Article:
Gyasi had fought bravely for his people, and believed that it was now a time for rest. When he was small, he had labored in the fields for his father, and when he grew old enough he had labored in the jungles against the enemy. The battle had lasted for many years and would never end. Gyasi went to the home of his wife.
“Adowa, I have returned.”
“Is the fighting done?”
“The fighting will never be done. Let us make a child, and live a peaceful life.”
Gyasi returned to working in the fields, pouring out an offering to his father and the earth in the morning as the sun rose over the vast jungle. He heard stories through the trees of the victories and losses of the war. He kept working.
Adowa became pregnant, and gave birth to a son. On the eighth day they named him Kojo, because he was born on a Monday. Kojo grew quickly, and suckled so much that Adowa began calling him Kese Yemu, meaning Big Stomach. As soon as he could walk, he began to help his mother with the cooking, and Gyasi and Adowa began working to have another child. Their second child was a girl, but the delivery was hard, and she died before she was given a name. Gyasi added an offering for his baby girl to his morning ritual.
Kojo grew up strong, although after long days of work he would sometimes have terrifying spasms, flopping on the ground as if he had been bitten by a brown viper. These fits would last for several seconds, and then he would sleep for a long time. The priests advised Adowa, Gyasi and Kojo to pray harder, and make all the proper offerings. The spasms came just as often.
One morning Gyasi heard a noise that sounded like the earth tearing open. The colorful birds all flew from the trees, shrieking warnings and confusion. Adowa ran from the house.
“Gyasi, what has happened? What was that noise?”
Before Gyasi could answer, a flood of his kinsman poured out of the jungle, their faces as white as yam meat. A man Gyasi knew as Adofo, or Brave Warrior, stopped at the edge of Gyasi’s farm and panted, shaking.
“Adofo,” Gyasi called. “Tell me what that sound was.”
Adofo looked around, confused. Gyasi noticed a small trickle of blood coming from his right ear. He stepped forward.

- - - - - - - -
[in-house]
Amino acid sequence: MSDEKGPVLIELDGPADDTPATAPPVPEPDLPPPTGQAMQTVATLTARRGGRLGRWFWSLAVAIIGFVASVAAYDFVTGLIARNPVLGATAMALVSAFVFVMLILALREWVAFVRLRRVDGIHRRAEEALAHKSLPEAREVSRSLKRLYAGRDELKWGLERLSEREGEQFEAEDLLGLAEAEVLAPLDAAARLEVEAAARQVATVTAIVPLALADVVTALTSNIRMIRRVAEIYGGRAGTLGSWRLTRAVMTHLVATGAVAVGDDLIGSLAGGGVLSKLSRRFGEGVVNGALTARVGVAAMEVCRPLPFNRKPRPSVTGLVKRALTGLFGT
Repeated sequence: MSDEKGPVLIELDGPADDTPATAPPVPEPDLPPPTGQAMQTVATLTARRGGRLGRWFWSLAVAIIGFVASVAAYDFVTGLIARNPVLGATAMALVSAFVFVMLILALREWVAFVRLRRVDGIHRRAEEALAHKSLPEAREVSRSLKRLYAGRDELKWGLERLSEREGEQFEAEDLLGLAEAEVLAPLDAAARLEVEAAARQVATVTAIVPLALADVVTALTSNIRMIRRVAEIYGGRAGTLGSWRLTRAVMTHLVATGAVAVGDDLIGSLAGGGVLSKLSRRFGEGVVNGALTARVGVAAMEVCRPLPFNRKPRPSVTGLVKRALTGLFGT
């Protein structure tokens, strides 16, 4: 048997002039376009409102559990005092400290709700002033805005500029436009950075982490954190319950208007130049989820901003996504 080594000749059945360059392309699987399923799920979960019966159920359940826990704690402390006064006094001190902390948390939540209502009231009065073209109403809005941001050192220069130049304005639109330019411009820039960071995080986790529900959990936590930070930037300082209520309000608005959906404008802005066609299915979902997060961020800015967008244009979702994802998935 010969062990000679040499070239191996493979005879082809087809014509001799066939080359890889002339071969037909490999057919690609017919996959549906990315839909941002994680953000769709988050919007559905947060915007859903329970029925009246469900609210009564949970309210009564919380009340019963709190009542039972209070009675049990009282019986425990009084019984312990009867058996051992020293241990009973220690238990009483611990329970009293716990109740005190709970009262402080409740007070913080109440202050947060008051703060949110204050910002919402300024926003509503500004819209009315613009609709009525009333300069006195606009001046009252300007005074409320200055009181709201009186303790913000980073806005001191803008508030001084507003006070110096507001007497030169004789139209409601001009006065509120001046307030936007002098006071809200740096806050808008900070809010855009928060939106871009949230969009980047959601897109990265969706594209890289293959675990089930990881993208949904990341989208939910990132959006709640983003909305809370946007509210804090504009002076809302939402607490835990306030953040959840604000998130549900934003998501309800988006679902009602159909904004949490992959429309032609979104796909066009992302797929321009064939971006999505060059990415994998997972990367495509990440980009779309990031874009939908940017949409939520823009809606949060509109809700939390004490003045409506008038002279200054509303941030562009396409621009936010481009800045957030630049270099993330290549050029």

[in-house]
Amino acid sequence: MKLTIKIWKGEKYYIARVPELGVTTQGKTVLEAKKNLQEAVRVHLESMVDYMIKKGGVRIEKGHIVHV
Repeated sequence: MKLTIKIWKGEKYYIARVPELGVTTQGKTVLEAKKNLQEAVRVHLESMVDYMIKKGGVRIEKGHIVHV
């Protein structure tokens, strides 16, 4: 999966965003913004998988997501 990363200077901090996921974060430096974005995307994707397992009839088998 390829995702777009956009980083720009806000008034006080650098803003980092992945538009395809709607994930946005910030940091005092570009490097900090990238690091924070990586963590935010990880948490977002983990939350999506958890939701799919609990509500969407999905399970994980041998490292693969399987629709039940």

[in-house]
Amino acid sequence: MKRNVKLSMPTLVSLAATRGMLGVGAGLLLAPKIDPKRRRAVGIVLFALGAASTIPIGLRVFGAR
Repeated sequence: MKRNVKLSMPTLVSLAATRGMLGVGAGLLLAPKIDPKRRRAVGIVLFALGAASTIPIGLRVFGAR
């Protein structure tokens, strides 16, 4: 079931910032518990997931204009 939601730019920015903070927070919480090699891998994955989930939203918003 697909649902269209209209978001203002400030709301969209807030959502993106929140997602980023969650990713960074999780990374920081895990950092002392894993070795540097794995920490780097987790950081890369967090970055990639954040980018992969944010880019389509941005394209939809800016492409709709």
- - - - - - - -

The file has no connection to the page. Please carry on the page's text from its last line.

“Adofo,” he said again, more loudly. “Tell me what you saw in the jungle.”
Adofo squinted at Gyasi as if seeing him for the first time.
“They have put lightning into the ends of sticks. They have made an exchange with Kwaku Ananse, to snatch us up as he snatched up Onini the Python.”
Three more impossibly loud sounds came from the forest, each feeling like a heavy blow to the back of the head. Adofo tumbled into Gyasi’s arms, and Gyasi was able to see a perfectly round hole in his back. He lowered the man to the ground and looked around to see that the area around his home had been deserted.
“Adowa!” he shouted, running towards the house. “Adowa! Kojo! Are you there? Kojo!”
Just as Gyasi reached the door of his home, he heard a scream from down the road.
“Gyasi!” Adowa cried. Her hands were shackled behind her, and she was being dragged down the path by two men. Gyasi sprinted after her, bellowing a war cry, but was soon intercepted by a group of a dozen men, all brandishing metal sticks. Two of them held Gyasi down while another tied thick rope around his wrists. Gyasi screamed his rage.
Kojo awoke as the sun was setting. His head pounded, and as he struggled up from the dirt he felt his eyes throb against his skull. He tried to put together the images he half-remembered from that morning. He had seen his father out in the fields, and then heard a terrible noise. His memory ended abruptly after that.
Kojo searched his family’s small home but did not find his parents. He ventured down the road, towards the setting sun.
“Is that you, Kojo?”
Kojo turned towards the voice to see Baako, an old woman who lived near his family. She emerged from her hut and stood at the side of the road.
“Have you seen my father, Baako? I heard a terrible noise this morning, but that is the last that I remember.”
Baako shook her head sadly. “Your mother and father were taken to the coast by the raiding party hours ago, boy. They’ve been sold by now, for sure.”
The blood drained from Kojo’s face, and he broke into a full run towards the ocean. As he ran, he tried to determine how long he was unconscious, how far behind his parents he was. The attack had occurred in the mid-morning. The bright orange sun was telling him that he was too late. He churned his legs against the mocking ball in the sky.
When he burst through the last of the rain forest, he came upon a clear, empty blue ocean.